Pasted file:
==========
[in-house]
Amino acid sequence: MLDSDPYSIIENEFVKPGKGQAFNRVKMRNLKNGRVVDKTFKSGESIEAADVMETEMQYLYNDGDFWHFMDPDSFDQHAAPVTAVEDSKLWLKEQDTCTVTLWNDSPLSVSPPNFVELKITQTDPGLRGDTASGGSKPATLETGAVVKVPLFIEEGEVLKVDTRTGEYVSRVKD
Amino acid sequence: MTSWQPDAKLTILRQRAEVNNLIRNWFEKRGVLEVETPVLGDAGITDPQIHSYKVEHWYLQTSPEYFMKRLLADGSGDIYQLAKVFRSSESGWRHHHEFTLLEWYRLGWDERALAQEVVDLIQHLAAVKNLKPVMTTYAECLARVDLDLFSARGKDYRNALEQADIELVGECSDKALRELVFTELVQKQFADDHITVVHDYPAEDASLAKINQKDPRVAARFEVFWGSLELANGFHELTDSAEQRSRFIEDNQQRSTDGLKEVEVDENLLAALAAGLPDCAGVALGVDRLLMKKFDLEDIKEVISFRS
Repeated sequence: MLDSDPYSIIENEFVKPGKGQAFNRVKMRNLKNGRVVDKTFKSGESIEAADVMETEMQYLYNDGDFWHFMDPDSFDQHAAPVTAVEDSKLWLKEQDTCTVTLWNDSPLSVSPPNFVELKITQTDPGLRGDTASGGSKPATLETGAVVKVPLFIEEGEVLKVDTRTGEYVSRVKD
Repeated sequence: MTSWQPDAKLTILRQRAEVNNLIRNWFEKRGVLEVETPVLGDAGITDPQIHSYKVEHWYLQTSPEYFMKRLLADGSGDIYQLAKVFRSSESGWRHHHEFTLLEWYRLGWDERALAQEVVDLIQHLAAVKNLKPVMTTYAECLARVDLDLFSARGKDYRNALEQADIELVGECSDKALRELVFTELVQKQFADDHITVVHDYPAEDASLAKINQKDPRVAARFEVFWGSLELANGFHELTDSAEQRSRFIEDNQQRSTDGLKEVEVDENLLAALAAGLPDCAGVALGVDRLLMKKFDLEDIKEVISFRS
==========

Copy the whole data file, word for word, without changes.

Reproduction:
[in-house]
Amino acid sequence: MLDSDPYSIIENEFVKPGKGQAFNRVKMRNLKNGRVVDKTFKSGESIEAADVMETEMQYLYNDGDFWHFMDPDSFDQHAAPVTAVEDSKLWLKEQDTCTVTLWNDSPLSVSPPNFVELKITQTDPGLRGDTASGGSKPATLETGAVVKVPLFIEEGEVLKVDTRTGEYVSRVKD
Amino acid sequence: MTSWQPDAKLTILRQRAEVNNLIRNWFEKRGVLEVETPVLGDAGITDPQIHSYKVEHWYLQTSPEYFMKRLLADGSGDIYQLAKVFRSSESGWRHHHEFTLLEWYRLGWDERALAQEVVDLIQHLAAVKNLKPVMTTYAECLARVDLDLFSARGKDYRNALEQADIELVGECSDKALRELVFTELVQKQFADDHITVVHDYPAEDASLAKINQKDPRVAARFEVFWGSLELANGFHELTDSAEQRSRFIEDNQQRSTDGLKEVEVDENLLAALAAGLPDCAGVALGVDRLLMKKFDLEDIKEVISFRS
Repeated sequence: MLDSDPYSIIENEFVKPGKGQAFNRVKMRNLKNGRVVDKTFKSGESIEAADVMETEMQYLYNDGDFWHFMDPDSFDQHAAPVTAVEDSKLWLKEQDTCTVTLWNDSPLSVSPPNFVELKITQTDPGLRGDTASGGSKPATLETGAVVKVPLFIEEGEVLKVDTRTGEYVSRVKD
Repeated sequence: MTSWQPDAKLTILRQRAEVNNLIRNWFEKRGVLEVETPVLGDAGITDPQIHSYKVEHWYLQTSPEYFMKRLLADGSGDIYQLAKVFRSSESGWRHHHEFTLLEWYRLGWDERALAQEVVDLIQHLAAVKNLKPVMTTYAECLARVDLDLFSARGKDYRNALEQADIELVGECSDKALRELVFTELVQKQFADDHITVVHDYPAEDASLAKINQKDPRVAARFEVFWGSLELANGFHELTDSAEQRSRFIEDNQQRSTDGLKEVEVDENLLAALAAGLPDCAGVALGVDRLLMKKFDLEDIKEVISFRS